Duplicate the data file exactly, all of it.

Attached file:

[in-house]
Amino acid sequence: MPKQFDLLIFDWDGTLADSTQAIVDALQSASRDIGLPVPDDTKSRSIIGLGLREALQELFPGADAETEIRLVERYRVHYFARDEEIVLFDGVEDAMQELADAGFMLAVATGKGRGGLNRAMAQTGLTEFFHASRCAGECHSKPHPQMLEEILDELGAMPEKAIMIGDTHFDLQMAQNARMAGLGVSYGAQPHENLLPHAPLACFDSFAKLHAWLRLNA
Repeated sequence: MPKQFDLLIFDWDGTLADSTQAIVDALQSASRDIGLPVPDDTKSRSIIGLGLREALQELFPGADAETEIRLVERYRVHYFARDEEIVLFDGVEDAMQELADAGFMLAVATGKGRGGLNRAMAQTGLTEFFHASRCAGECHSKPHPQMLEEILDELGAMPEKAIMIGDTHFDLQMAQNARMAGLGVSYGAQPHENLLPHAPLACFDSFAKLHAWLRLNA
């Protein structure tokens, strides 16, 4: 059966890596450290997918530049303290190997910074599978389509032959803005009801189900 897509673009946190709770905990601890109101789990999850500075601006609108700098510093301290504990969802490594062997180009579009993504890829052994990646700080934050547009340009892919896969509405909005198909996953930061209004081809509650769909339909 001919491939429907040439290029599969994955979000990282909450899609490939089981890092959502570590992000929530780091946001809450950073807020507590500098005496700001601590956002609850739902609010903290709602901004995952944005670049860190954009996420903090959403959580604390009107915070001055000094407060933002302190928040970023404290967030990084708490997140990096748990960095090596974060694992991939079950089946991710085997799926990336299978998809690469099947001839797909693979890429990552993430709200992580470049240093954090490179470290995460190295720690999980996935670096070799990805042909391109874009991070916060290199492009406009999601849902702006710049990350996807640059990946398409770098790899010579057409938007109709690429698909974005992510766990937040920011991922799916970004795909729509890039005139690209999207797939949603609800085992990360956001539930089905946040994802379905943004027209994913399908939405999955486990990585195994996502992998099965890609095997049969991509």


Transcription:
[in-house]
Amino acid sequence: MPKQFDLLIFDWDGTLADSTQAIVDALQSASRDIGLPVPDDTKSRSIIGLGLREALQELFPGADAETEIRLVERYRVHYFARDEEIVLFDGVEDAMQELADAGFMLAVATGKGRGGLNRAMAQTGLTEFFHASRCAGECHSKPHPQMLEEILDELGAMPEKAIMIGDTHFDLQMAQNARMAGLGVSYGAQPHENLLPHAPLACFDSFAKLHAWLRLNA
Repeated sequence: MPKQFDLLIFDWDGTLADSTQAIVDALQSASRDIGLPVPDDTKSRSIIGLGLREALQELFPGADAETEIRLVERYRVHYFARDEEIVLFDGVEDAMQELADAGFMLAVATGKGRGGLNRAMAQTGLTEFFHASRCAGECHSKPHPQMLEEILDELGAMPEKAIMIGDTHFDLQMAQNARMAGLGVSYGAQPHENLLPHAPLACFDSFAKLHAWLRLNA
């Protein structure tokens, strides 16, 4: 059966890596450290997918530049303290190997910074599978389509032959803005009801189900 897509673009946190709770905990601890109101789990999850500075601006609108700098510093301290504990969802490594062997180009579009993504890829052994990646700080934050547009340009892919896969509405909005198909996953930061209004081809509650769909339909 001919491939429907040439290029599969994955979000990282909450899609490939089981890092959502570590992000929530780091946001809450950073807020507590500098005496700001601590956002609850739902609010903290709602901004995952944005670049860190954009996420903090959403959580604390009107915070001055000094407060933002302190928040970023404290967030990084708490997140990096748990960095090596974060694992991939079950089946991710085997799926990336299978998809690469099947001839797909693979890429990552993430709200992580470049240093954090490179470290995460190295720690999980996935670096070799990805042909391109874009991070916060290199492009406009999601849902702006710049990350996807640059990946398409770098790899010579057409938007109709690429698909974005992510766990937040920011991922799916970004795909729509890039005139690209999207797939949603609800085992990360956001539930089905946040994802379905943004027209994913399908939405999955486990990585195994996502992998099965890609095997049969991509």